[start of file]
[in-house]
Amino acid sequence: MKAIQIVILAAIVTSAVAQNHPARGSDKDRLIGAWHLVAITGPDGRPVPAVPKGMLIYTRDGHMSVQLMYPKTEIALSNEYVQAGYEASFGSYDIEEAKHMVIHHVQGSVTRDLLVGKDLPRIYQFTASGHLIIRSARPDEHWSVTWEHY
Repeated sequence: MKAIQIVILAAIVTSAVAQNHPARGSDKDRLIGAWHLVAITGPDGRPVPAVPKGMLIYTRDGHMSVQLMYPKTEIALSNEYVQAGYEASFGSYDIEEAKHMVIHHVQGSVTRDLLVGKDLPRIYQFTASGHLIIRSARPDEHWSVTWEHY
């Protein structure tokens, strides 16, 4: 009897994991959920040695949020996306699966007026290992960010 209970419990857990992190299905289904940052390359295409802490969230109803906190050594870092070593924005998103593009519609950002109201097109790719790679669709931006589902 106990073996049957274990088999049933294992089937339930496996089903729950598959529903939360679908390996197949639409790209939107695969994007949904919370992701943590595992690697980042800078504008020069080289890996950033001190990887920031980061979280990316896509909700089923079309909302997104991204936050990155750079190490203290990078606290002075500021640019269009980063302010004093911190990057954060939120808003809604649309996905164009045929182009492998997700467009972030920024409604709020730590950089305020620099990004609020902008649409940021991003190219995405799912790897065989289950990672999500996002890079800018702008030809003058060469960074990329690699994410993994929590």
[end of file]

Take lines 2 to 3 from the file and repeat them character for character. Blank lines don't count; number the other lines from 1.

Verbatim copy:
Amino acid sequence: MKAIQIVILAAIVTSAVAQNHPARGSDKDRLIGAWHLVAITGPDGRPVPAVPKGMLIYTRDGHMSVQLMYPKTEIALSNEYVQAGYEASFGSYDIEEAKHMVIHHVQGSVTRDLLVGKDLPRIYQFTASGHLIIRSARPDEHWSVTWEHY
Repeated sequence: MKAIQIVILAAIVTSAVAQNHPARGSDKDRLIGAWHLVAITGPDGRPVPAVPKGMLIYTRDGHMSVQLMYPKTEIALSNEYVQAGYEASFGSYDIEEAKHMVIHHVQGSVTRDLLVGKDLPRIYQFTASGHLIIRSARPDEHWSVTWEHY